Ultrahigh-Vacuum Creep Behavior of Columbium and Tantalum Alloys at 2000 degs and 2200 degs F for Times Greater Than 1000 Hours
NATIONAL AERONAUTICS AND SPACE ADMINISTRATION CLEVELAND OH LEWIS RESEARCH CENTER
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Creep tests of 1000 hours and greater were conducted at 2000 degrees and 2200 degrees F on six commercially available refractory alloys at pressures of 10 exp -8 to 10 exp -9 torr. The creep behavior of three columbium alloys, FS-85 Cb 28Ta 10W 1Zr, D-43, Ch 10W 1Zr 0.1C, and Cb-752 Cb 10W 2.5Zr, and three tantalum alloys, T-222 Ta 9.6W 2.4Hf 0.01C, T-111 Ta 8W 2Hf, and Ta-10W 90Ta 10W was determined stress-to-density ratios of 2.6x10exp 4 and 1.3x10exp 4 inches, respectively, at 2000 degrees and 2200 degrees F. Comparison of creep behavior on the density-compensated basis shows that the tantalum alloy T-222 was the most creep resistant material evaluated. A total creep strain of only 0.1 percent resulted from testing this alloy for 5000 hours. The relative order of creep resistance, on a density-compensated basis, was the same for the materials evaluated at 2000 degrees and 2200 degrees F T-222, Ta-10W, D43, FS-85, T-111, and Cb-752.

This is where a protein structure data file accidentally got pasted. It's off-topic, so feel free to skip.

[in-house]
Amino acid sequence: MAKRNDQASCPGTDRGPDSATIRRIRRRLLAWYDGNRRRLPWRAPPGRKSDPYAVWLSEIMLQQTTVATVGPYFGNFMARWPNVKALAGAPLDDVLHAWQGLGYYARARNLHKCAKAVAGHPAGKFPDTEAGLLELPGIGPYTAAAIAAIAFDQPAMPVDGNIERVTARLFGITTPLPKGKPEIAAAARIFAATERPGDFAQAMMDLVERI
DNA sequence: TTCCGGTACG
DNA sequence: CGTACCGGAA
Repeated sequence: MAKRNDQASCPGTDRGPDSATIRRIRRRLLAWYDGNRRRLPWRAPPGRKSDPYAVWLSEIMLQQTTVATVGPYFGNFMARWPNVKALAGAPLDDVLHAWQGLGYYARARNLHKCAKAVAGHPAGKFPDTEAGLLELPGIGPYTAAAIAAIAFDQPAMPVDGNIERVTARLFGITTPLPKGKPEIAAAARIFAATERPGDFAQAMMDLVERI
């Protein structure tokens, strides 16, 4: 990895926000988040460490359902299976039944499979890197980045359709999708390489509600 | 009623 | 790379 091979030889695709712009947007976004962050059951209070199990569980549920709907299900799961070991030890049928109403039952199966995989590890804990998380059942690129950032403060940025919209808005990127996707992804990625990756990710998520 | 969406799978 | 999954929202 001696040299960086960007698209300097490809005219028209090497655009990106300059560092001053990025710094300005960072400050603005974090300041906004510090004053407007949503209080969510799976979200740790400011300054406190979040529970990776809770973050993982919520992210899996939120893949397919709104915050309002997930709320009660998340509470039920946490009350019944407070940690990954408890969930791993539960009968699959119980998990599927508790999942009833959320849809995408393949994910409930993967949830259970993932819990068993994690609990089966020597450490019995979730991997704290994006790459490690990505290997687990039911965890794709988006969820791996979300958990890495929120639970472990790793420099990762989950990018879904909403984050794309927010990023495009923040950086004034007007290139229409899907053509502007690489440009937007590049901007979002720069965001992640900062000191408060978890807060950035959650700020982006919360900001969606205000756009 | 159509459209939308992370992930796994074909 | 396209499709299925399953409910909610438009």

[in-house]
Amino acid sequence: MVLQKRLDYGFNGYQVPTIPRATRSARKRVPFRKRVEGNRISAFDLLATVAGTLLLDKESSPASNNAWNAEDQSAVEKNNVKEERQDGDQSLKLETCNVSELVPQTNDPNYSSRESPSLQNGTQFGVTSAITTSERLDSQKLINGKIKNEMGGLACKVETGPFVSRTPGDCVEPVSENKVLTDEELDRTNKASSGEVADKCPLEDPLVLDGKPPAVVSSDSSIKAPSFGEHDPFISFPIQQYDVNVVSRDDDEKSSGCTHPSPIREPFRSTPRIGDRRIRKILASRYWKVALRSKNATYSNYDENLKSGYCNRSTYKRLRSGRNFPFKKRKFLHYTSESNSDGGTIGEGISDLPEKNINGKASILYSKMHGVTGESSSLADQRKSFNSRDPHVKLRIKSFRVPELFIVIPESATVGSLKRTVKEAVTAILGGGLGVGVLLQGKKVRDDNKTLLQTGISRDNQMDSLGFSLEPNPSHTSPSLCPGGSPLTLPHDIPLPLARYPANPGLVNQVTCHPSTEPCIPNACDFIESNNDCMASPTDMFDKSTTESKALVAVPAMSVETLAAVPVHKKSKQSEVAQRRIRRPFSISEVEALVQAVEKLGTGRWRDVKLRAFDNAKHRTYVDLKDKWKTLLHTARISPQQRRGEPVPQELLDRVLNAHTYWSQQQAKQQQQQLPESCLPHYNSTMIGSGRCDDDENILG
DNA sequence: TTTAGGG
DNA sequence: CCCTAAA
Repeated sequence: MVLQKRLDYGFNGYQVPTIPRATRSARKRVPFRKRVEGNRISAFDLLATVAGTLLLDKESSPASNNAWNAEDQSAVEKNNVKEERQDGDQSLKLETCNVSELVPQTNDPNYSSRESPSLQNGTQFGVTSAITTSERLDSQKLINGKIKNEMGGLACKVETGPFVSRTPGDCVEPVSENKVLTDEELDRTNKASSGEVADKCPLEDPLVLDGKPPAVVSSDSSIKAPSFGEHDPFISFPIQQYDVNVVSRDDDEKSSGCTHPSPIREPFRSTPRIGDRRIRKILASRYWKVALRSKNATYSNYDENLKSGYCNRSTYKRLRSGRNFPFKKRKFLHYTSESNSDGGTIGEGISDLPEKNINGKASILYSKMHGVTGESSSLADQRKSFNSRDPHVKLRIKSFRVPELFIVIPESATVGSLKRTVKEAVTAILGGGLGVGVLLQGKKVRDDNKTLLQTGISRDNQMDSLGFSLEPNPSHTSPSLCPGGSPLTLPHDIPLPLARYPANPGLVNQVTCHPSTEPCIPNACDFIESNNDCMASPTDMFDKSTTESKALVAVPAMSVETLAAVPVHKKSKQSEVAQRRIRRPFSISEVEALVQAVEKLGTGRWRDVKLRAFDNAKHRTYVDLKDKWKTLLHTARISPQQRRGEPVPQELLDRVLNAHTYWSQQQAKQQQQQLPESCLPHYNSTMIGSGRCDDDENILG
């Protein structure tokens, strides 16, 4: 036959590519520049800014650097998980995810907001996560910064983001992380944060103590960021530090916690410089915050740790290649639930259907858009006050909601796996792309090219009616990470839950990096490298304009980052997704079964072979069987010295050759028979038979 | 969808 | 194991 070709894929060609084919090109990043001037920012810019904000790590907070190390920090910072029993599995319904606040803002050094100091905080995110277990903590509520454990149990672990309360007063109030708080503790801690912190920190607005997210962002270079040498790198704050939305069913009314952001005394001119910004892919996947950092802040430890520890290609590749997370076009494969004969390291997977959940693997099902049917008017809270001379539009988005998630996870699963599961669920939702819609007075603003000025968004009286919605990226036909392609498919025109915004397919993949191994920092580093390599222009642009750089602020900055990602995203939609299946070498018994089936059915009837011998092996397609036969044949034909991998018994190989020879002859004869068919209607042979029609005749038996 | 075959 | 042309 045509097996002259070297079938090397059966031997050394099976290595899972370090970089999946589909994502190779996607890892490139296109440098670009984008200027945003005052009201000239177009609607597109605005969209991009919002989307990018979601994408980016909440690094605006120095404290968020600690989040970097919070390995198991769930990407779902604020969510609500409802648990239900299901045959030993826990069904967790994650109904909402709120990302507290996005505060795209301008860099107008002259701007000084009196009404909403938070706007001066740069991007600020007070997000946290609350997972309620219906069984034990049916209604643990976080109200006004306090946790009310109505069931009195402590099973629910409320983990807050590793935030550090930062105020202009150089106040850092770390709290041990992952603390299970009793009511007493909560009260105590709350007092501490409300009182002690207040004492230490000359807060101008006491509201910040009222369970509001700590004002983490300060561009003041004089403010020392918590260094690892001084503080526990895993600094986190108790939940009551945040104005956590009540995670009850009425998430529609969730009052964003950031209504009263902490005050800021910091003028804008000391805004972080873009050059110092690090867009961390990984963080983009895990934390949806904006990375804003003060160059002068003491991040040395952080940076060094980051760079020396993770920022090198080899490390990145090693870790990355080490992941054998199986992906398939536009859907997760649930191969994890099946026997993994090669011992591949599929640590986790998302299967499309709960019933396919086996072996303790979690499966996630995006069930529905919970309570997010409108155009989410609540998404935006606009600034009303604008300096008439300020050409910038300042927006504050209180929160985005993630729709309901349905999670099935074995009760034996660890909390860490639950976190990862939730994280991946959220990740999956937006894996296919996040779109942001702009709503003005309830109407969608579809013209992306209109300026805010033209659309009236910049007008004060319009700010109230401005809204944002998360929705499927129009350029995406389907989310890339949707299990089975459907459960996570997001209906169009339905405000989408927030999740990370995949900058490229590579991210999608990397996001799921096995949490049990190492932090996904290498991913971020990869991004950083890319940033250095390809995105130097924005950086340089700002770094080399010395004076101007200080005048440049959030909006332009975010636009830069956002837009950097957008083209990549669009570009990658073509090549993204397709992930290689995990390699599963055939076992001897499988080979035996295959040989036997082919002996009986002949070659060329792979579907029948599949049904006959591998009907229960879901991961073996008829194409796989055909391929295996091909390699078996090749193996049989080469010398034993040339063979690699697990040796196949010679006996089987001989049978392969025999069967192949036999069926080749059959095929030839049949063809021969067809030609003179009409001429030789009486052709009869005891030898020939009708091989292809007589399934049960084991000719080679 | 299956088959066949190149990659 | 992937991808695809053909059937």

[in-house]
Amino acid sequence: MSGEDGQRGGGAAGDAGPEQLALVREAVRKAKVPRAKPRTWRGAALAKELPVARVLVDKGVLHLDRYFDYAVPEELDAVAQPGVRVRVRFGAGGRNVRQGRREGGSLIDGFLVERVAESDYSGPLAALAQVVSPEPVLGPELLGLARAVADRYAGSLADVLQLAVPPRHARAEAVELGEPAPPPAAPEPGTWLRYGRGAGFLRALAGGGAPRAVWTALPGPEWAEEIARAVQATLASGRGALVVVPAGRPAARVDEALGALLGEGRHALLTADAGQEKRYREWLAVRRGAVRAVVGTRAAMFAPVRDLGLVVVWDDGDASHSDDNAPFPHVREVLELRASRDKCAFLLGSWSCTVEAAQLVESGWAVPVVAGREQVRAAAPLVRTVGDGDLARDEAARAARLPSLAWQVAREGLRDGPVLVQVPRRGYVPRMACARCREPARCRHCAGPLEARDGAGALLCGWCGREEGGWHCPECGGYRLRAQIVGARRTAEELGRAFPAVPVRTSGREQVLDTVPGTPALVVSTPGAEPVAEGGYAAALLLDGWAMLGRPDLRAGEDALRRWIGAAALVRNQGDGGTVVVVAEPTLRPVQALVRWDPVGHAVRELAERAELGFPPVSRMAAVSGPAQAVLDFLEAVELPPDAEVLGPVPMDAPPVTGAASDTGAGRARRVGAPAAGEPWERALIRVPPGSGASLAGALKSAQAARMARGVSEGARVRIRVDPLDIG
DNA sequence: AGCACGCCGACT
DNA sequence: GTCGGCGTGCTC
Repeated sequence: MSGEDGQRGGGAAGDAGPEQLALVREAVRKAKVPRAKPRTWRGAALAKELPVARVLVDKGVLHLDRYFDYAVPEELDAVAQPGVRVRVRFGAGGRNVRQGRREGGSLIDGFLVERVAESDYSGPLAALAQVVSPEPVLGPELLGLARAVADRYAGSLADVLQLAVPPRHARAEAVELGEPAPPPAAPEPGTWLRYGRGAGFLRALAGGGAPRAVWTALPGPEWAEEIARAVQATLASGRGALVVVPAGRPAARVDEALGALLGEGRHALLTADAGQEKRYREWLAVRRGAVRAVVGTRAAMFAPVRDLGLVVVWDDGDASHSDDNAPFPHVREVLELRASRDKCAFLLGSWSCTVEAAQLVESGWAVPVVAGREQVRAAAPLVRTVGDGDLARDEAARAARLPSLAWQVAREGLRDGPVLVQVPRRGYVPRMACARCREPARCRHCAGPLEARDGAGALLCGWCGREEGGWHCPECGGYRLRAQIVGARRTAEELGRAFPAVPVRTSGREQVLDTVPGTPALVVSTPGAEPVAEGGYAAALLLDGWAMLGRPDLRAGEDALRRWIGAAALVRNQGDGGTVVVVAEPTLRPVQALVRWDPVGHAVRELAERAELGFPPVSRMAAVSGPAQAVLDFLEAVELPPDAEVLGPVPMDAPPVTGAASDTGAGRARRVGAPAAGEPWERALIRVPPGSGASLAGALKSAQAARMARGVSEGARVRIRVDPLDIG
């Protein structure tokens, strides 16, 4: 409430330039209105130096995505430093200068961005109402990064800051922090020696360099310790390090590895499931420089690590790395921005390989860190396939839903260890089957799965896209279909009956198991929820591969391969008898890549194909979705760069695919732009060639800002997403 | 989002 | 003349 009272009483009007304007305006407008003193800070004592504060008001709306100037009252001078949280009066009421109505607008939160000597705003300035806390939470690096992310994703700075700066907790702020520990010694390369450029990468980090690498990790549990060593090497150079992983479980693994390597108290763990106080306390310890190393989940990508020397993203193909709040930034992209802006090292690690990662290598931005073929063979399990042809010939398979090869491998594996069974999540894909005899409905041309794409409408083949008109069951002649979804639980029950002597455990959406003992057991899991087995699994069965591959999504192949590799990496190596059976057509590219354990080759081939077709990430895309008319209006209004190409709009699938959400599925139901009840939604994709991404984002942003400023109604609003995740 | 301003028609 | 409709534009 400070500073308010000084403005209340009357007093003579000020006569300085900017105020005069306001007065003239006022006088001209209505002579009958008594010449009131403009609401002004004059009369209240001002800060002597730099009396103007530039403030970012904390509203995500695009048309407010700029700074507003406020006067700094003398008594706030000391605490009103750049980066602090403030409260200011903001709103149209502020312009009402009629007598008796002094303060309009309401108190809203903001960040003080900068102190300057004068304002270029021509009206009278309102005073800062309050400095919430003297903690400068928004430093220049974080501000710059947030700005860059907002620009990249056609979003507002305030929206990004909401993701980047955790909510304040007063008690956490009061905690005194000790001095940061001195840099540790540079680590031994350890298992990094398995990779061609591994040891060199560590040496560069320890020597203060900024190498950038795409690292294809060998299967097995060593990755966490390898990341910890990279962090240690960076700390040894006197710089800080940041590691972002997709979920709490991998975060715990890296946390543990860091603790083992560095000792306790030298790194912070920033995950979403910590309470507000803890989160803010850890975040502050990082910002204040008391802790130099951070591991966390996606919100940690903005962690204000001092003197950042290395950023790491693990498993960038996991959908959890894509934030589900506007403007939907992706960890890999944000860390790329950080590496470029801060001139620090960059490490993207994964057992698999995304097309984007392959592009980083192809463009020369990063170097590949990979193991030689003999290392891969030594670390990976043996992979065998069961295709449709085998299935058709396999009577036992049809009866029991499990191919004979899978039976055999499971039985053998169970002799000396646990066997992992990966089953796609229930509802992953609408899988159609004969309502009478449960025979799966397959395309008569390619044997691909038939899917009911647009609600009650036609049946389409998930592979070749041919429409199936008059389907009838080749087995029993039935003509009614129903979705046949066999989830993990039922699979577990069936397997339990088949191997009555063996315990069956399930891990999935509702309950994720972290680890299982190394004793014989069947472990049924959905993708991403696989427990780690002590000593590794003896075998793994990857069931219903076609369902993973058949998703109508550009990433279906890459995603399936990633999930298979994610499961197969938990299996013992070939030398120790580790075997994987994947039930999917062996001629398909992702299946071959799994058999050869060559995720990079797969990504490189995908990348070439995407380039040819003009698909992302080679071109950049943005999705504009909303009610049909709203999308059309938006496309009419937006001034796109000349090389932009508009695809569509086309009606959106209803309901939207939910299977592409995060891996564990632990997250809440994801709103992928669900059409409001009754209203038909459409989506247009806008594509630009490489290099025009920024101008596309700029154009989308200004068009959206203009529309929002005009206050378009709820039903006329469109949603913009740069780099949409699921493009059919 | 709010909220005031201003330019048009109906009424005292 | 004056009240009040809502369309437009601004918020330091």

- Metallurgy and Metallography